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34 Comments »

  1. ran93r says:

    I’m still not sure I fathom why they need to exist and if I didn’t in the first place, I certainly don’t now.
    It’s not like mobile gaming is a platform which needs championing, it’s doing very well one would imagine.

  2. karthink says:

    I derive a small measure of perverse pleasure from watching large, lumbering entities with outmoded or overly rigid thinking being rendered utterly irrelevant. No insult quite like having your existence be ignored. I suppose the PCGA qualifies.

    Have they done anything as a collective to help PC gaming since its conception?

  3. Premium User Badge lurkalisk says:

    That “alliance” was useless from the get-go. The thing I find strange is… “It’s probably sensible for the Alliance to not focus on something which never needed it in the first place.” …That.

    Mobile gaming needs nothing. It’s a monumental and largely nonsensical and undeserved success built on lack of effort, greed and sadness. It will be fine without several companies doing nothing but occasionally reminding people they exist. Furthermore, who DOES need it? I can’t think of a corner of interactive visual tomfoolery that requires advocacy anymore (when it comes to platforms, mind).

  4. Metalhead9806 says:

    PC gaming didn’t need them… So now they say PC gaming isnt the most dominant gaming platform? Sure it is.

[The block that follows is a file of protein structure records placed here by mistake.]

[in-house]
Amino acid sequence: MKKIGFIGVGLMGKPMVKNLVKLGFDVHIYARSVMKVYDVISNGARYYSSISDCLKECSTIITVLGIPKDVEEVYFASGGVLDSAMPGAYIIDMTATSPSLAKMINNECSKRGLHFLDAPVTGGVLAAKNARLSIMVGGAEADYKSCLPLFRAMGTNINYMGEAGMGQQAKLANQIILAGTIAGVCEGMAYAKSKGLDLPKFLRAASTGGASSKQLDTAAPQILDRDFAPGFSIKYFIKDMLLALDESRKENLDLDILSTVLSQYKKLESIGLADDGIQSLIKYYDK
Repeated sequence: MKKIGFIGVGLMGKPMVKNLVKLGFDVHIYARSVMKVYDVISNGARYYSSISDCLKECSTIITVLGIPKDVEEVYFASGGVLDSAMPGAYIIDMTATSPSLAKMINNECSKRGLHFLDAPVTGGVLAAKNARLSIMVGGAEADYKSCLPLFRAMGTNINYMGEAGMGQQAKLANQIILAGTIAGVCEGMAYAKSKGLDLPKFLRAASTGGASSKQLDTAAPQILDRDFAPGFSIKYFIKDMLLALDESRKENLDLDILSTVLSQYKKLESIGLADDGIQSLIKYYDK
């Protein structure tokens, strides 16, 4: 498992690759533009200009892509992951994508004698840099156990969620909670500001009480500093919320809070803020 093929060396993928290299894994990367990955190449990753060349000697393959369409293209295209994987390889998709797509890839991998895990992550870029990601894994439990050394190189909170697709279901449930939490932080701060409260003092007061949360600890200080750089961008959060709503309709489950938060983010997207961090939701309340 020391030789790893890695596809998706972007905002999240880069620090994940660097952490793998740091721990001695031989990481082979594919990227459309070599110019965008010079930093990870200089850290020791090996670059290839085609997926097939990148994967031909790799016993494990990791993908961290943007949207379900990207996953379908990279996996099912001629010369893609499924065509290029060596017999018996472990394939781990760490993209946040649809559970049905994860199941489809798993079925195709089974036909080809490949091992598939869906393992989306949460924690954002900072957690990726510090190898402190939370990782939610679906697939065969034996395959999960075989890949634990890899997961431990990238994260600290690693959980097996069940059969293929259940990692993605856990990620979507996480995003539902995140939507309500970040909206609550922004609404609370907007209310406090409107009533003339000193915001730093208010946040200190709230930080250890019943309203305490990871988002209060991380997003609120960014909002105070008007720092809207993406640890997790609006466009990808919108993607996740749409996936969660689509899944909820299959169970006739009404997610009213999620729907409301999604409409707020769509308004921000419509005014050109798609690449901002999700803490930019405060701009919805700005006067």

Most hardware sales (parts), most revenue in software sales… Both Steam and GoG are booming, Greenman just partnered will Valve, EA and Ubi so they could have a more robust gaming catalog.

    These guys see that no one cares that they are backing PC so they are shifting gears to mobile trying to down play the platform.

    The PC rose up because of Valve and Blizzard. Its continues to grow due to all the great digital stores we have and that more and more developers around the world consider the PC platform as a invaluable community of gamers to cater to.

    The “Alliance” had nothing to do with that.

  5. MeestaNob says:

    Different name, same irrelevance.

  6. pilouuuu says:

    “PC is no longer the most dominant gaming form factor”. Nice way to defend something, you a-holes!

    • jalf says:

      Yeah, that stuck out to me too. Never mind the fact that PCGA was never relevant, and never really *did* anything.